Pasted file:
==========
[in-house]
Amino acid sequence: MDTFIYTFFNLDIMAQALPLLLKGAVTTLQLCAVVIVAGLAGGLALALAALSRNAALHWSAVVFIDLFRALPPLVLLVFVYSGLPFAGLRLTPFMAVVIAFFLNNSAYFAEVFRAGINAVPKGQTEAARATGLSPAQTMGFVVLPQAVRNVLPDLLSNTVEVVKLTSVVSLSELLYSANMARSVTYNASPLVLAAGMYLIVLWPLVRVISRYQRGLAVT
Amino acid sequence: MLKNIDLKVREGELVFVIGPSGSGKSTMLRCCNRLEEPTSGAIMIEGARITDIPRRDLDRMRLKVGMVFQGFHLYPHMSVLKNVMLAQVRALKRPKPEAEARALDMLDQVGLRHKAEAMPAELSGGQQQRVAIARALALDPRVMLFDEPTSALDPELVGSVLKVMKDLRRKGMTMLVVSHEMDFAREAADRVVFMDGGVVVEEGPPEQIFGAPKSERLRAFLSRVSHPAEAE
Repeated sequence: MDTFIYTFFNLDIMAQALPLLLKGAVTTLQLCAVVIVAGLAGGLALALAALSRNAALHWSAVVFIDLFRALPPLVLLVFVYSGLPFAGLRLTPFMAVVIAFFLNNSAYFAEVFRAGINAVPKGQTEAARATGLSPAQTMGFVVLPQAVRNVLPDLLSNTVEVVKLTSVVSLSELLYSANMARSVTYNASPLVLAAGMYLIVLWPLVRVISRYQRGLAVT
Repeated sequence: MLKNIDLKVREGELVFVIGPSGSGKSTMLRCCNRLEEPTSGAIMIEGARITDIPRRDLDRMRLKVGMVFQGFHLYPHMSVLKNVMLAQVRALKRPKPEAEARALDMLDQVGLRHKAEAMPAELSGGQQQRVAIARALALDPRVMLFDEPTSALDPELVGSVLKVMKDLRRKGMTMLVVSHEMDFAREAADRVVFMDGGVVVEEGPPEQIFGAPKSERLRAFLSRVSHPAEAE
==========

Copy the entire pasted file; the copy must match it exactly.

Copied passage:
[in-house]
Amino acid sequence: MDTFIYTFFNLDIMAQALPLLLKGAVTTLQLCAVVIVAGLAGGLALALAALSRNAALHWSAVVFIDLFRALPPLVLLVFVYSGLPFAGLRLTPFMAVVIAFFLNNSAYFAEVFRAGINAVPKGQTEAARATGLSPAQTMGFVVLPQAVRNVLPDLLSNTVEVVKLTSVVSLSELLYSANMARSVTYNASPLVLAAGMYLIVLWPLVRVISRYQRGLAVT
Amino acid sequence: MLKNIDLKVREGELVFVIGPSGSGKSTMLRCCNRLEEPTSGAIMIEGARITDIPRRDLDRMRLKVGMVFQGFHLYPHMSVLKNVMLAQVRALKRPKPEAEARALDMLDQVGLRHKAEAMPAELSGGQQQRVAIARALALDPRVMLFDEPTSALDPELVGSVLKVMKDLRRKGMTMLVVSHEMDFAREAADRVVFMDGGVVVEEGPPEQIFGAPKSERLRAFLSRVSHPAEAE
Repeated sequence: MDTFIYTFFNLDIMAQALPLLLKGAVTTLQLCAVVIVAGLAGGLALALAALSRNAALHWSAVVFIDLFRALPPLVLLVFVYSGLPFAGLRLTPFMAVVIAFFLNNSAYFAEVFRAGINAVPKGQTEAARATGLSPAQTMGFVVLPQAVRNVLPDLLSNTVEVVKLTSVVSLSELLYSANMARSVTYNASPLVLAAGMYLIVLWPLVRVISRYQRGLAVT
Repeated sequence: MLKNIDLKVREGELVFVIGPSGSGKSTMLRCCNRLEEPTSGAIMIEGARITDIPRRDLDRMRLKVGMVFQGFHLYPHMSVLKNVMLAQVRALKRPKPEAEARALDMLDQVGLRHKAEAMPAELSGGQQQRVAIARALALDPRVMLFDEPTSALDPELVGSVLKVMKDLRRKGMTMLVVSHEMDFAREAADRVVFMDGGVVVEEGPPEQIFGAPKSERLRAFLSRVSHPAEAE